Chapter

6 Foreign Direct Investment and Output Growth

Author(s):
Wanda Tseng, and Markus Rodlauer
Published Date:
February 2003
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Harm Zebregs

High rates of GDP growth have been associated with large inflows of foreign direct investment (FDI) to China, especially during the 1990s. This chapter examines how and to what extent FDI has contributed to China’s growth performance.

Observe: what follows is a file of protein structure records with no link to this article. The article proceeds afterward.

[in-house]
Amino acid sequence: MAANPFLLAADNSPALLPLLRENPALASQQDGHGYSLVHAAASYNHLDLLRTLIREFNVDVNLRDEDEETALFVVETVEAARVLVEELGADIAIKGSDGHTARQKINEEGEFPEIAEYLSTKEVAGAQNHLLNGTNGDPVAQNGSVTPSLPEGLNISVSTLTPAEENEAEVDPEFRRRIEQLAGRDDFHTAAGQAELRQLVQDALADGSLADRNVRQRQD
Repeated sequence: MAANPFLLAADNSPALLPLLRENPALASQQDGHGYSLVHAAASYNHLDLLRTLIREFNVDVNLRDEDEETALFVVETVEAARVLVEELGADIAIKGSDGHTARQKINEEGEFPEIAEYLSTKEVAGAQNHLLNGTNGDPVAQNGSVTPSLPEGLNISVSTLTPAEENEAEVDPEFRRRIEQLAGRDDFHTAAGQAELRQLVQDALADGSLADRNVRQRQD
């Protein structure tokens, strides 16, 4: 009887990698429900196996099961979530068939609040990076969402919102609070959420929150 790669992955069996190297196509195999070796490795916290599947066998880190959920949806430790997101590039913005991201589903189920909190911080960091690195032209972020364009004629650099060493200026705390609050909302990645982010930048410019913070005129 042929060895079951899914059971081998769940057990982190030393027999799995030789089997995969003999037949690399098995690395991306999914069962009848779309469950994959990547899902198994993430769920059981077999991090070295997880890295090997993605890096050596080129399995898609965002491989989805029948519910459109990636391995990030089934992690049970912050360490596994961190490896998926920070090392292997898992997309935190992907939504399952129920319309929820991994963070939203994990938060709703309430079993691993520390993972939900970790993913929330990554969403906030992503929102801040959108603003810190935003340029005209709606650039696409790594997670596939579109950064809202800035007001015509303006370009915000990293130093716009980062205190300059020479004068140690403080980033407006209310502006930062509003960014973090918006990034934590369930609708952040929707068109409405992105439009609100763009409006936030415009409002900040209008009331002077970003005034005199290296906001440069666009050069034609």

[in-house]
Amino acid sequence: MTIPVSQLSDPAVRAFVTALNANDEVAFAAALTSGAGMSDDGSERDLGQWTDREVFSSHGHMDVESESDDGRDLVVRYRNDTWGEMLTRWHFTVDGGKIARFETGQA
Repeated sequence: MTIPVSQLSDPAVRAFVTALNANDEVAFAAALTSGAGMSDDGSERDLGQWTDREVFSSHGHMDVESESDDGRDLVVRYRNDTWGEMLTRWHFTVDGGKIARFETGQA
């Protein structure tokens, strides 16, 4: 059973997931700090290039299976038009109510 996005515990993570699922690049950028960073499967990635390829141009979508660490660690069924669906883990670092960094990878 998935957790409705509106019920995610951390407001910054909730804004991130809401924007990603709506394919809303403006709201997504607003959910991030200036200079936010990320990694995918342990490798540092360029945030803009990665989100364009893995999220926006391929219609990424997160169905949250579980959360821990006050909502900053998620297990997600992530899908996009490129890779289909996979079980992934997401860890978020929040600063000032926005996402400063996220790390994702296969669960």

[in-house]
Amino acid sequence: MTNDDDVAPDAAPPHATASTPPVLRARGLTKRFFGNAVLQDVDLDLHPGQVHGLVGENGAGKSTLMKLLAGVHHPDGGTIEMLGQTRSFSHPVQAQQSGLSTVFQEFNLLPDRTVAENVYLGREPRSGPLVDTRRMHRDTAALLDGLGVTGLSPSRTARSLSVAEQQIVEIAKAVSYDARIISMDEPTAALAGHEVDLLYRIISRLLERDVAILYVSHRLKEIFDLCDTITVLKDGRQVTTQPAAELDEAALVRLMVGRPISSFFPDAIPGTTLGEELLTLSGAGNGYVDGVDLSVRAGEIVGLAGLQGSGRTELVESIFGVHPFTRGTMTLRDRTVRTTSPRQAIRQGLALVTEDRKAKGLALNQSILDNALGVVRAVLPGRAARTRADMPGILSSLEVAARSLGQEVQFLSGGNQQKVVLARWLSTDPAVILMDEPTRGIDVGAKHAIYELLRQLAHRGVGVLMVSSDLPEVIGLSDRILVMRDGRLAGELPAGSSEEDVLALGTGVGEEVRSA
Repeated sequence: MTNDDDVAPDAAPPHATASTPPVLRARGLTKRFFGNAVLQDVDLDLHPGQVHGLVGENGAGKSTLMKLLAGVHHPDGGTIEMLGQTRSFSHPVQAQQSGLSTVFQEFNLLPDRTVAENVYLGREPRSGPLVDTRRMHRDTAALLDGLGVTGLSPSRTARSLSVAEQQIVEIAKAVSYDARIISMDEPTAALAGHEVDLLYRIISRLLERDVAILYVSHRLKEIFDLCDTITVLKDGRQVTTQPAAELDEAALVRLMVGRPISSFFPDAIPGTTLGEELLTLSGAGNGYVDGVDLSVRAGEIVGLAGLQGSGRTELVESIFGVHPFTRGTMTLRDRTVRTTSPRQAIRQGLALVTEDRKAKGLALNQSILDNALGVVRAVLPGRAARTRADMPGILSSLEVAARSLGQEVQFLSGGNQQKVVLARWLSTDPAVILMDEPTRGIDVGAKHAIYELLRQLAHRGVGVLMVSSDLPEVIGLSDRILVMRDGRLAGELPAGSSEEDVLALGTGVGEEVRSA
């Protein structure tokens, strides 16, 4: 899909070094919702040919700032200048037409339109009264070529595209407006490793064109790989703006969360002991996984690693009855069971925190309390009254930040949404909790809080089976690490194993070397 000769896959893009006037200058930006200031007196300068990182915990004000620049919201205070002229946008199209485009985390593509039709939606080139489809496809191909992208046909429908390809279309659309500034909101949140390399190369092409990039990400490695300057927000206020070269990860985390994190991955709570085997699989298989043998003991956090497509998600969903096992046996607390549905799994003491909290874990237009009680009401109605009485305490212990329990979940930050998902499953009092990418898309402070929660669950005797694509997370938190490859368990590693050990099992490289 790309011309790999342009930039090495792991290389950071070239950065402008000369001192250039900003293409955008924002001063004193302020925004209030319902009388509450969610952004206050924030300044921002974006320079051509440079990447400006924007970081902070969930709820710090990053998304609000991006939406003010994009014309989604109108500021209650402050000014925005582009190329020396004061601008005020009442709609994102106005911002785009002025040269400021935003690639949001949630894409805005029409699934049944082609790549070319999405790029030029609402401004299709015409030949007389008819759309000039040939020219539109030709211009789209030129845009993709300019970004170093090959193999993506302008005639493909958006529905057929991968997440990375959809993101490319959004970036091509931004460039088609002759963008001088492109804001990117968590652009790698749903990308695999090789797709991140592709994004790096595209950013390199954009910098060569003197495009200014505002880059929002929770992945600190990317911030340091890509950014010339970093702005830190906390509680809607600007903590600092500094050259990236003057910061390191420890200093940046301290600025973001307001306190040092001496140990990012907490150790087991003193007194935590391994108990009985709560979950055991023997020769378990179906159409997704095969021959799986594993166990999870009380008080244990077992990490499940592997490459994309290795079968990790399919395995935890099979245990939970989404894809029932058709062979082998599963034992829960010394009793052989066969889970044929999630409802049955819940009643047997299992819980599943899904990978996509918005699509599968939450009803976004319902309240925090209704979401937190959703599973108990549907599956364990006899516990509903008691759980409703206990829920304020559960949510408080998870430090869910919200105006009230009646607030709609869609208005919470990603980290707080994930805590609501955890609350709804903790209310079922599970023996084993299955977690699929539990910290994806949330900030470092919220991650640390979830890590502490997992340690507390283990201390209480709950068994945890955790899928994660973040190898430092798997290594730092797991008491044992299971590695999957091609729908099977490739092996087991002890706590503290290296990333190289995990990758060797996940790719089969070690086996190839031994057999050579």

The existence of a positive link between FDI and GDP growth in host countries has been widely documented in the literature (de Mello, 1997). Such a link has also been established in the case of China (Démurger, 2000; Mody and Wang, 1997; Wei, 1994; Zhang, 1999). In contrast with most other studies, however, the analysis in this chapter distinguishes between the direct and the indirect contributions of FDI to GDP. The direct contribution works through the formation of capital and leads to the augmentation of the total capital stock. The indirect contribution is the impact of FDI on total factor productivity (TFP) through the introduction of new technologies, managerial know-how, and other efficiency gains. In addition, this chapter examines whether the presence of foreign-funded enterprises (FFEs) produces spillovers to other sectors. According to the literature, these spillovers can be either positive or negative, depending on the nature of the linkages generated by FFEs (Rodríguez-Clare, 1996).1